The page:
Saint of the Day – 1 January – Saint Joseph Mary Tomasi CR (1649-1713) Cardinal, of the Order of Clerics Regular Theatine, renowned Liturgical Scholar, Writer, Polyglot. Known as “a Second St CharlesBorromeo,“ the Prince of the Roman Liturgists” and of “Liturgists” and of “Liturgical Doctor.” Born on 12 September 1649 at Licata, archdiocese of Agrigento, Sicily, Italy, as Giuseppe Maria Tomasi and died on 1 January 1713 at home next to the Church of San Lorenzo in Panisperna, Rome, Italy of natural causes. Patronage – Liturgy. Also known as – Giuseppe Maria Tomasi di Lampedusa, Giuseppe Maria Tomasi, Giuseppe Maria Tommasi, Josef Maria Tomasi, Joseph Marie Carus, Joseph Mary Tommasi. Additional Memorial – 3 January (Theatines).
The very eminent Servant of God Joseph Mary Tomasi, Cardinal, whom Pope Pius VII decorated with the honours of the Blessed in 1803 and whom today the Supreme Pontiff John Paul II ascribes solemnly in the book of the Saints, was born at Licata, in Sicily, the Diocese of Agrigento, on 12 September 1649, the first son of Julius Tomasi and Rosalie Traina, the Prince of Lampedusa and the Duke of Palma di Montechiaro.
His own life was oriented toward God from his first years. Formed and educated in the noble paternal home, where they did not lack riches nor virtue, he gave proofs of a spirit, very open to study and to piety. His parents cared greatly for this and for his own Christian formation and his instruction in the classical and modern languages, above all, in the Spanish language because, he was destined by the family, for the Court of Madrid, as he was bound to inherit from his own father, for his own noble titles, that of “Grande of Spain“.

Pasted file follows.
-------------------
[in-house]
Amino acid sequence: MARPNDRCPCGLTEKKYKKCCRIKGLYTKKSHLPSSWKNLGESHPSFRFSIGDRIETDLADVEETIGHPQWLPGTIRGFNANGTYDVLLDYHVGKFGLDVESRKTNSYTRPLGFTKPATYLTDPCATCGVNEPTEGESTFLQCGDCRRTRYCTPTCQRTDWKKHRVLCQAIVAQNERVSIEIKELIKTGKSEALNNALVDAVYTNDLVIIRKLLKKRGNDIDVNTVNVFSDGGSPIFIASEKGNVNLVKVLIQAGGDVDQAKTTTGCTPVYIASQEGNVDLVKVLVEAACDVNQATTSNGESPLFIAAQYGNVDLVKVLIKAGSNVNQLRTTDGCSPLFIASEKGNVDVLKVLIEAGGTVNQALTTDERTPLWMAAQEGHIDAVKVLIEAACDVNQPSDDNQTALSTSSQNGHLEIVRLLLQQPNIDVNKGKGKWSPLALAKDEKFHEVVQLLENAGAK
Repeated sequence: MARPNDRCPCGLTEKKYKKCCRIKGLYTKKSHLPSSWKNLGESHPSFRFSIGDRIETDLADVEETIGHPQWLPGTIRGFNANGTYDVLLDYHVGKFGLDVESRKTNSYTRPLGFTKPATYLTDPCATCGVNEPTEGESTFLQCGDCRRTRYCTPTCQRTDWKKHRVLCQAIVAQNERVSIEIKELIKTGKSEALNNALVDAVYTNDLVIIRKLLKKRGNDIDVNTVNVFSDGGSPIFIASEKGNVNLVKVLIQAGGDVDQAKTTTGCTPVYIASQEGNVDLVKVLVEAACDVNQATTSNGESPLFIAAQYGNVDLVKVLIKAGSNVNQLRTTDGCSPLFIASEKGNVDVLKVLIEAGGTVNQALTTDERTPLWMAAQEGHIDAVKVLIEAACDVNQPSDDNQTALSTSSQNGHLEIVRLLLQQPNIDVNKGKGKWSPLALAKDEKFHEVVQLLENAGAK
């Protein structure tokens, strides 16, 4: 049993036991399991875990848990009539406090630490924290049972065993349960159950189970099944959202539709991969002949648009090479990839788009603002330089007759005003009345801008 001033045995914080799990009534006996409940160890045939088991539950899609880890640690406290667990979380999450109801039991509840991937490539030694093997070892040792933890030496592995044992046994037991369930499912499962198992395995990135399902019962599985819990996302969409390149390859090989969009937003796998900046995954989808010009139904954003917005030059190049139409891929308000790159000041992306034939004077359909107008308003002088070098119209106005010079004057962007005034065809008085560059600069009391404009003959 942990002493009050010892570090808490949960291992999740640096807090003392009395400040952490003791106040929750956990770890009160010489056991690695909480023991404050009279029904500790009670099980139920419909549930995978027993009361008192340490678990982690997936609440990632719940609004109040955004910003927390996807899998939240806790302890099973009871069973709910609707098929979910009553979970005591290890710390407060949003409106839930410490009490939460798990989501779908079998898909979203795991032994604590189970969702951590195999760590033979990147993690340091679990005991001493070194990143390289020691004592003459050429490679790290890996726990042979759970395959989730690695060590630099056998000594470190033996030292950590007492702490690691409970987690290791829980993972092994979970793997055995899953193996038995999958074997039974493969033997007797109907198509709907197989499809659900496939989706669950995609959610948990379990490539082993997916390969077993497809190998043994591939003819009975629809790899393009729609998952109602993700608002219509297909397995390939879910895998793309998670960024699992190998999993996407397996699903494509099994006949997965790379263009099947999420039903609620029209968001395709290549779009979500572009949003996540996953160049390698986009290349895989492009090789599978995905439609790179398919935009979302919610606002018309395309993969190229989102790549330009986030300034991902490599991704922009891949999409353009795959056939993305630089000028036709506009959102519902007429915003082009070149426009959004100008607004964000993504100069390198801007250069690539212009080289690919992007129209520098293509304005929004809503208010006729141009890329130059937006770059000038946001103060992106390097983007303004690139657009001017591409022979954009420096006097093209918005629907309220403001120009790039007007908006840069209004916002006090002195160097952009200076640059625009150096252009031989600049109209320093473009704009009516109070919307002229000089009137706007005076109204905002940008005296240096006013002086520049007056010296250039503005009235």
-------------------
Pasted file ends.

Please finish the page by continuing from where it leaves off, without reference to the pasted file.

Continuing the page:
But his own spirit aspired, even from youth, to be small in the Kingdom of God and to serve not the kings of the earth but the King of Heaven. He cultivated his pious desire in his heart, until he obtained the consent of his father, to follow his vocation to the religious life.
After having renounced, by means of a notarial document, the Principate, which belonged to him through heredity and his very rich patrimony, he was admitted into the Order of the Clerics Regular Theatine, founded by St Cajetan of Thien in 1524. He made his religious profession in the Theatine house of St Joseph, at Palermo, on 25 March 1666.
In the new state of life, which he had embraced to follow the call of Christ, he was able to dedicate himself to piety and study. The Sacred Liturgy had been his attraction from childhood; even as a child he wanted to wear, everyday, the clothes of the Liturgical colour of the day. Gregorian chant had blossomed soon on his lips, which exulted with joy singing the Liturgical psalms. The sacred languages of Latin and Greek, as if by an innate disposition, he knew well and appreciated from his adolescence.
He completed his studies of philosophy in Messina, Ferrara, Bologna and Modena, forced to the transfers for reasons of health. He studied Theology instead at Rome, in the House of St Andrea della Valle.
In Rome, after having received the subdiaconate and the diaconate, on the Saturday of Advent, on 23 December 1673, he was Ordained a Priest in the Lateran Basilica, at the hands of Msgr Joachim De Angelis, Archbishop of Urbino, Vice-Regent of the Cardinal Vicar Gaspar Carpegna. Two days later, on the night of the Nativity, he celebrated his first Mass, in the Church of St Silvestro al Quirinale, at that time, the residence of the General House of the Theatine Fathers. The Priestly Anointing seems to have incardinated Father Tomasi to Rome and to give him Roman citizenship. Here, from his Priestly Ordination and in the same house of St Silvestro al Quirnale, for almost forty years, he dedicated himself, with intense productivity, to piety and to assiduous studies. To his knowledge of Latin and Greek, acquired from adolescence, he added that of Hebrew, Syriac, Chaldean and Arabic.